The minor recommendations of the commission, such as require no legislation, and need only departmental action, will be carried into execution as rapidly as possible, so far as they meet my approval.


The annual report of the Commissioner of Pensions shows that the number of pensioners on the roll continues to decrease, as was anticipated in the last annual report of this Department. The greatest number was reached during the year ending June 30,1873, since which time the roll has undergone a steady decrease. There has not, however, been a corresponding reduction in the annual "charge to the Government on this account, for, while the roll has decreased 1,420 in number during the last fiscal year, the total annual rate is $44,733.13 in excess of that of the preceding year. This result is owing, principally, to the steady growth of the roll of invalid pensioners and the increase in the average annual rate of such pensions, which has advanced, under the operation of the more recent liberal enactments of Congress, from $90.20 in 1872 to $103.91 in 1875, to each pensioner.

On the 30th of June, 187 4, the names of 236,241 pensioners were borne on the rolls, at an annual aggregate rate of $26,244,786.46. During the year next ensuing, 11,557 names were added to the roll, and 12,977 dropped therefrom for various causes, leaving the names of 234,821 persons on the roll June 30,1875, whoso pensions annually aggregate the sum of $26,289,519.59. Of the latter number, 210,363 were Army pensioners, 105,478 of whom were invalids and 104,885 widows and dependent relatives; 3,420 were Navy pensioners, of whom 1,636 were invalids, and 1,784 widows, &c.; and 21,038 were pensioners of the war of 1812, 15,875 of whom were survivors, and 5,163 widows; a total of 234,821 pensioners.

There were examined and allowed, during the last fiscal year, 26,018 Army-pension claims, of which 5,876 were for invalid pension, 13,483 for increased pension to invalids, 4,732 for pension to widows, dependent relatives, &c., and 1,927 for increased pension to widows, &c.; 443 Navy-pension claims, of which 170 were for invalid pension, 127 for increased pension to invalids, 122 for pension to widows, dependent relatives, &c., and 24 for increased pension to widows, &c.; and 657 claims for pension of survivors and widows of soldiers in the war of 1812, of which 241 were for pension to survivors, and 416 to widows; making a total of 27,118 claims adjudicated during said year, at an aggregate annual rate of $2,119,169.07.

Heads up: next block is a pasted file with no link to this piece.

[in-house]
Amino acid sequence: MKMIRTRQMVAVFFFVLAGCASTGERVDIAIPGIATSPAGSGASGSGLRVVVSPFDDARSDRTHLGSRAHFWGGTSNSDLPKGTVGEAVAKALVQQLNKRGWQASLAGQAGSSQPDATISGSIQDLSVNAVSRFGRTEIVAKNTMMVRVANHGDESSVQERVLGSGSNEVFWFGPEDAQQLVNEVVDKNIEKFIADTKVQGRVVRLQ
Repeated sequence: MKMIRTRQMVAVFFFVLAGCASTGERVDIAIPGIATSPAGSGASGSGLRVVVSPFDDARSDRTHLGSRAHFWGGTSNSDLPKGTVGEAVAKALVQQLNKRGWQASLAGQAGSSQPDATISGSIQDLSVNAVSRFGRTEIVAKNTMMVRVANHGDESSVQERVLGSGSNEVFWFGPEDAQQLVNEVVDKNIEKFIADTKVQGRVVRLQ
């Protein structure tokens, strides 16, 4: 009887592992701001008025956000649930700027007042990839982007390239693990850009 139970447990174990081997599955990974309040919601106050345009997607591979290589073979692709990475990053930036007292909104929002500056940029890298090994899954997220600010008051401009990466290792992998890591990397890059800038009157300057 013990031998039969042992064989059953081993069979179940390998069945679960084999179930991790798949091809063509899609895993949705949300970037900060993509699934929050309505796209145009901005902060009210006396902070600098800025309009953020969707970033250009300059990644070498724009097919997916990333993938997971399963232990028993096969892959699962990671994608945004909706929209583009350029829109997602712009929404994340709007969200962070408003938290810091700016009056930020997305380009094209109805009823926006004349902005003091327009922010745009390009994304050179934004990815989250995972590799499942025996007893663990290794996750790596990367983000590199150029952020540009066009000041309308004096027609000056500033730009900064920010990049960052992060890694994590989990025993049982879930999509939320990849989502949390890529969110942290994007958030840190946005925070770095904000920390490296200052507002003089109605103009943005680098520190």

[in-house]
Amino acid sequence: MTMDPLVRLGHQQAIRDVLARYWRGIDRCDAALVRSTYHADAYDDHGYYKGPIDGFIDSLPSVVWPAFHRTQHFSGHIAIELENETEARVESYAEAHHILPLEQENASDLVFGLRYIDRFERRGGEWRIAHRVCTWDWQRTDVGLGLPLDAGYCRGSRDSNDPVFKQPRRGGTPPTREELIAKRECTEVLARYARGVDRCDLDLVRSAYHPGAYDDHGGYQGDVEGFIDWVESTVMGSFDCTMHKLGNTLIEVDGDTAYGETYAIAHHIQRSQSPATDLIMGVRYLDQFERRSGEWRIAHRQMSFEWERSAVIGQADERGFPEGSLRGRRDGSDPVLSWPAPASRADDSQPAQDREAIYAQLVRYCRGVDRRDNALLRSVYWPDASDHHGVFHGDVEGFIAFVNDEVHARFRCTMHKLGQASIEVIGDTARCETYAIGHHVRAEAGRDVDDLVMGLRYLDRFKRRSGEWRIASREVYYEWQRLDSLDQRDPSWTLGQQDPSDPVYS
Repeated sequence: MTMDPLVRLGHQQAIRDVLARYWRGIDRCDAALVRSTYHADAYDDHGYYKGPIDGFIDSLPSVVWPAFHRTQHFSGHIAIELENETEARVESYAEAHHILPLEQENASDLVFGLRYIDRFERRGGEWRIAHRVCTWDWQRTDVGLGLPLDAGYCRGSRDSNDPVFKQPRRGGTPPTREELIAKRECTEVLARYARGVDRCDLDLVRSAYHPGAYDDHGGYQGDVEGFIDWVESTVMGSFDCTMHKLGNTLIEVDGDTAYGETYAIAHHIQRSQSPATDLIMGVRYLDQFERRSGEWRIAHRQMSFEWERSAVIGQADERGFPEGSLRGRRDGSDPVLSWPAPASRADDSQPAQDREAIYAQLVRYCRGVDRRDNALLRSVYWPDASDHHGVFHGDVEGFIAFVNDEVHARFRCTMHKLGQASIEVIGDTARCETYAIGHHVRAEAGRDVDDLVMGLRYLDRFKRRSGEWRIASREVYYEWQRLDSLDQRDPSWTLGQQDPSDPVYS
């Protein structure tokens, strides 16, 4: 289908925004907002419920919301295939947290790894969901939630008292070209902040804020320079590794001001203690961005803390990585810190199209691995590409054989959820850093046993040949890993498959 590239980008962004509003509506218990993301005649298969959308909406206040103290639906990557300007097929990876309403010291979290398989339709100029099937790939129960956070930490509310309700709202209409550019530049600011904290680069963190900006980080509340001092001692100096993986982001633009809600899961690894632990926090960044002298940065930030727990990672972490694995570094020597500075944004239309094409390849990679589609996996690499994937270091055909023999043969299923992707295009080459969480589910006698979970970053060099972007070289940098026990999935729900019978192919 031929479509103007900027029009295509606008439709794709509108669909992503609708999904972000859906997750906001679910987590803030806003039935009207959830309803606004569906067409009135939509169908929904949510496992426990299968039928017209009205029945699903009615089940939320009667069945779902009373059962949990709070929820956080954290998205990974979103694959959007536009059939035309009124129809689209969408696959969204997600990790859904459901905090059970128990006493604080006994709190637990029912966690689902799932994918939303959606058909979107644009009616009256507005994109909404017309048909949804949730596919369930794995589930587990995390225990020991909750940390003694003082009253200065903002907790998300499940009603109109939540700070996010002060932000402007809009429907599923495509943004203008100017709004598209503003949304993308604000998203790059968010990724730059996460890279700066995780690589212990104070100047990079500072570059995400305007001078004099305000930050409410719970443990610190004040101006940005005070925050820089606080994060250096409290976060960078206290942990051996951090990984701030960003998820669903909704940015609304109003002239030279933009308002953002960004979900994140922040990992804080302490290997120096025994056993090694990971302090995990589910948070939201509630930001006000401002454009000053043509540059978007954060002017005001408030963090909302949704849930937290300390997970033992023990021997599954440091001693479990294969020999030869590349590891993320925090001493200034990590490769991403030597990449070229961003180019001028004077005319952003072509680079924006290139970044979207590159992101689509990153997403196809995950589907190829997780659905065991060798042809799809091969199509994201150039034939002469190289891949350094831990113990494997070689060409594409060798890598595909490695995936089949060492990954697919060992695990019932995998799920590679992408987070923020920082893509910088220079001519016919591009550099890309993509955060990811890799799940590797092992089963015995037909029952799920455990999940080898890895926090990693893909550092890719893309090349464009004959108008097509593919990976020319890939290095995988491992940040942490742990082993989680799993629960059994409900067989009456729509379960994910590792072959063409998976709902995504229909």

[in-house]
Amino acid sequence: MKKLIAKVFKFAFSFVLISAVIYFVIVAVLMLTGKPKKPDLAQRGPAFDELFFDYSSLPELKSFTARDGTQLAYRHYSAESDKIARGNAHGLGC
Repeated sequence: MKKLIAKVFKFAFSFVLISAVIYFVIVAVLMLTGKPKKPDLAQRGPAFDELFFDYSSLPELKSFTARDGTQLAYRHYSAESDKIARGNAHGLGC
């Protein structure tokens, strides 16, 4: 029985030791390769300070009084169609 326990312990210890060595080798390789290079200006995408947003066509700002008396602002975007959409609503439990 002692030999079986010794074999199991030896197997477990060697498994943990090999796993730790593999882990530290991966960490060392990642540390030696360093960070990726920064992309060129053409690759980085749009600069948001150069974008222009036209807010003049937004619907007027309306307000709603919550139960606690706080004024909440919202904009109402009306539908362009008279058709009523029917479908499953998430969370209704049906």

During said year the payments from the appropriations for pensions were as follows: To Army invalids, $11,748,433.79; to Army widows and dependent relatives, $15,525,734.30; to Navy invalids, $185,675.82; to "Navy widows, &c., $334,672.65; to survivors of the war of 1812, $1,355,599.86, and to widows of soldiers in that war, $533,000.21; in all, $29,683,116.63, which amount includes the expenses of disbursement.

It thus appears that, notwithstanding the total amount due on the pension-roll has been increased during the year by $44,733.13, the total disbursements were $910,632.93 less than during the preceding year; but this apparent decrease in the annual expenditure results from the reduction in the amount of arrearages due on pensions allowed during the year, and on pensions, previously granted, the average rate of which has been increased by recent legislation.

On the30th of June last there were on file 66,107 unadjudicated pension-claims, of which 32,228 were for invalid pensions, 33,138 those of widows, dependent relatives, &c., and 741 of survivors and widows of soldiers of the war of 1812; and 7,778 pending claims for increased pension, 6,772 of which were those of invalids, and 1,006 of widows and dependent relatives; in all, 73.885 claims undisposed of at that date.